I didn’t get the beautiful spilling over flower effect from the hanging basket, but this was down to two main reasons – 1] the blue tits and the crows stripped the lining out from the baskets, and 2] with that, the planted seedlings were stripped away as well. The baskets also proved inadequate as they did not retain the water as much as they should have and had to be watered daily.
But they still managed to produce some lovely begonias and fuchsias, which are still in flower. The season started with eight hanging baskets, but the grouting gave way in the brickwork where the hanging baskets were affixed, and half of them tumbled to the ground. This meant that the baskets had to be worked on again but stayed on the tables. No flowers, but huge surpluses of herbs survived!
The baskets will not be used again here, but they might be taken to the polytunnel at the allotment and be planted differently inside and undercover.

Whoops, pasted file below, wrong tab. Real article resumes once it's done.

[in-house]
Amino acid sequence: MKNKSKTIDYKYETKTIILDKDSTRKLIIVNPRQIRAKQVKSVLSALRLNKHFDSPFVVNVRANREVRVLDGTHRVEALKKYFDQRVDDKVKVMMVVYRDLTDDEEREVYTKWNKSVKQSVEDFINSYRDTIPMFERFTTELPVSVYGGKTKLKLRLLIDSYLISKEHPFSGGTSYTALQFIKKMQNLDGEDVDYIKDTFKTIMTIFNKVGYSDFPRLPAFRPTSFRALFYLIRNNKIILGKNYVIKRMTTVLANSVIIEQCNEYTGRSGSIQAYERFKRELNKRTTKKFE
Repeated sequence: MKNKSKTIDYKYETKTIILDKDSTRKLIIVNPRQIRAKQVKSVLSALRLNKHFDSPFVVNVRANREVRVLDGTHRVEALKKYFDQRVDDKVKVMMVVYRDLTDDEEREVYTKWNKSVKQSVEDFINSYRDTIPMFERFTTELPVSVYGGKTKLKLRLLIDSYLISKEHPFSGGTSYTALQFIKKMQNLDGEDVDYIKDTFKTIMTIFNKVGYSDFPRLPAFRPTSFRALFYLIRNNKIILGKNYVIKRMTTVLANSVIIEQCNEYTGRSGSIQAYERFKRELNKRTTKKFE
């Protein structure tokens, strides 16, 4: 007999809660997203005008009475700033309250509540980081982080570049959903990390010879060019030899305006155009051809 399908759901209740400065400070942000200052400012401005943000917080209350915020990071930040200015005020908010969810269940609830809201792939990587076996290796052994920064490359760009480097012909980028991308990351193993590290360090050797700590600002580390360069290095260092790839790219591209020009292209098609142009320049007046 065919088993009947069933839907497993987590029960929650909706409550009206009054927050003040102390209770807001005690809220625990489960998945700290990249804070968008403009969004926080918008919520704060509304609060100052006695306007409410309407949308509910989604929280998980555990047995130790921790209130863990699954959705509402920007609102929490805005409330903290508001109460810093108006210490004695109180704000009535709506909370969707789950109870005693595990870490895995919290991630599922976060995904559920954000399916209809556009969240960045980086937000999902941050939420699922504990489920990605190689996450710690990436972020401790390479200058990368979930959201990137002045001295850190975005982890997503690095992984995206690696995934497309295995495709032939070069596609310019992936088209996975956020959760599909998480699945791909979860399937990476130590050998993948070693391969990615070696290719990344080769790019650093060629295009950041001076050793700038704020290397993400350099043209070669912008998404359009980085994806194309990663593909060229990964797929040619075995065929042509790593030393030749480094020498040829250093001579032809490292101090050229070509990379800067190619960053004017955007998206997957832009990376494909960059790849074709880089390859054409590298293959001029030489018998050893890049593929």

Now we are overrun with certain herbs, many of which will be cut back and repotted to be taken to the allotment or disposed of into the compost. Willow only needs certain herbs here that we use with immediate cooking, like bay, some sage, Rosemary, and thyme.
The rest will be extracted from the garden.
We didn’t ‘not’ have any flowers or flowering herbs. They were just scattered throughout the garden and not in any specific location. Certain experimental growings, like the Mallows and the Clary Sage, did very well.
The white wall roses have had a great season but the pink French roses not so much. Both rose bushes will be completely cut back this year.
The hydrangeas performed well until the severe heat of July and August when they suffered serious foliage burnings and never truly recovered from the trauma. The orange blossom grew well but didn’t produce any flowers like last season.
Many of the shrubs l noticed flowered much earlier in the season as they became confused with the temperatures. Many of the season’s pollinators also experienced climate confusion. This would certainly explain poorer and lower numbers.
There are many reasons for decreased numbers ranging from habitat destruction and loss to pesticides used by farmers. Climate change and new warming temperatures, especially in some of the northern parts of the UK, would tremendously impact many pollinators.